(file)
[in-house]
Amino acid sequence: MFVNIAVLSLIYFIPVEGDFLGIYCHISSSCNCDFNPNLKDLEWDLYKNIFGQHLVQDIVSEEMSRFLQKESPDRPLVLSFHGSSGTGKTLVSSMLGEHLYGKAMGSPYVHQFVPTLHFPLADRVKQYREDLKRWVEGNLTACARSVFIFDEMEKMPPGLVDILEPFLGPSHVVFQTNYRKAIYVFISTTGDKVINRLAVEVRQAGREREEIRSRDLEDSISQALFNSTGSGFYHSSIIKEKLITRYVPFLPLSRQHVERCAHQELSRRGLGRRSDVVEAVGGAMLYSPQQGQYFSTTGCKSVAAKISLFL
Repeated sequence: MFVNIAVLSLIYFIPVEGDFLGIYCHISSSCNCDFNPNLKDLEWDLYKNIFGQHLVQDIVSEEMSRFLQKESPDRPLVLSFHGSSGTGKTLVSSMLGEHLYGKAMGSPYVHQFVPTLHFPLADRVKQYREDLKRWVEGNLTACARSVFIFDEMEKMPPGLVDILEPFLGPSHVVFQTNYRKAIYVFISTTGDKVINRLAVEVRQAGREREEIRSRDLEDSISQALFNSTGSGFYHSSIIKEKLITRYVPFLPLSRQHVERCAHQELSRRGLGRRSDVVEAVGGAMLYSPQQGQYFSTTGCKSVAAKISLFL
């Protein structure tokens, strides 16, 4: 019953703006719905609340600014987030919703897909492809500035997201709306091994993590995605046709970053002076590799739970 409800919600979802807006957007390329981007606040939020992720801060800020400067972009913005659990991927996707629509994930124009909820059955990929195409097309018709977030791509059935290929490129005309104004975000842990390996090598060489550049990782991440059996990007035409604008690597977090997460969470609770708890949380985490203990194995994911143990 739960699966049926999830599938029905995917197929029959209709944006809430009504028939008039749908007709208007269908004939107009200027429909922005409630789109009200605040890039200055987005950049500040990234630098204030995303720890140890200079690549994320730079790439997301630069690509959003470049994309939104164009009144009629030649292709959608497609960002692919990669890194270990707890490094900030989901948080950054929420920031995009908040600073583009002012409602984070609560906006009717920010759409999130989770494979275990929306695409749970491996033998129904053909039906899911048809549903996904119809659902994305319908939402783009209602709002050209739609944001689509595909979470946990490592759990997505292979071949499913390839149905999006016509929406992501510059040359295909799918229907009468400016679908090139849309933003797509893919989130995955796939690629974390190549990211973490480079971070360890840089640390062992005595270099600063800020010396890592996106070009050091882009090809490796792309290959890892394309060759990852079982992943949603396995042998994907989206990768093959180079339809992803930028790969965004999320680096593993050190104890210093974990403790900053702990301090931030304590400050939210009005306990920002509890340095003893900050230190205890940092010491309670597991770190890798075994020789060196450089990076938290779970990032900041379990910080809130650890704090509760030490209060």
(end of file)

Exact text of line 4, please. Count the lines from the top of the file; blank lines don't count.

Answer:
């Protein structure tokens, strides 16, 4: 019953703006719905609340600014987030919703897909492809500035997201709306091994993590995605046709970053002076590799739970 409800919600979802807006957007390329981007606040939020992720801060800020400067972009913005659990991927996707629509994930124009909820059955990929195409097309018709977030791509059935290929490129005309104004975000842990390996090598060489550049990782991440059996990007035409604008690597977090997460969470609770708890949380985490203990194995994911143990 739960699966049926999830599938029905995917197929029959209709944006809430009504028939008039749908007709208007269908004939107009200027429909922005409630789109009200605040890039200055987005950049500040990234630098204030995303720890140890200079690549994320730079790439997301630069690509959003470049994309939104164009009144009629030649292709959608497609960002692919990669890194270990707890490094900030989901948080950054929420920031995009908040600073583009002012409602984070609560906006009717920010759409999130989770494979275990929306695409749970491996033998129904053909039906899911048809549903996904119809659902994305319908939402783009209602709002050209739609944001689509595909979470946990490592759990997505292979071949499913390839149905999006016509929406992501510059040359295909799918229907009468400016679908090139849309933003797509893919989130995955796939690629974390190549990211973490480079971070360890840089640390062992005595270099600063800020010396890592996106070009050091882009090809490796792309290959890892394309060759990852079982992943949603396995042998994907989206990768093959180079339809992803930028790969965004999320680096593993050190104890210093974990403790900053702990301090931030304590400050939210009005306990920002509890340095003893900050230190205890940092010491309670597991770190890798075994020789060196450089990076938290779970990032900041379990910080809130650890704090509760030490209060």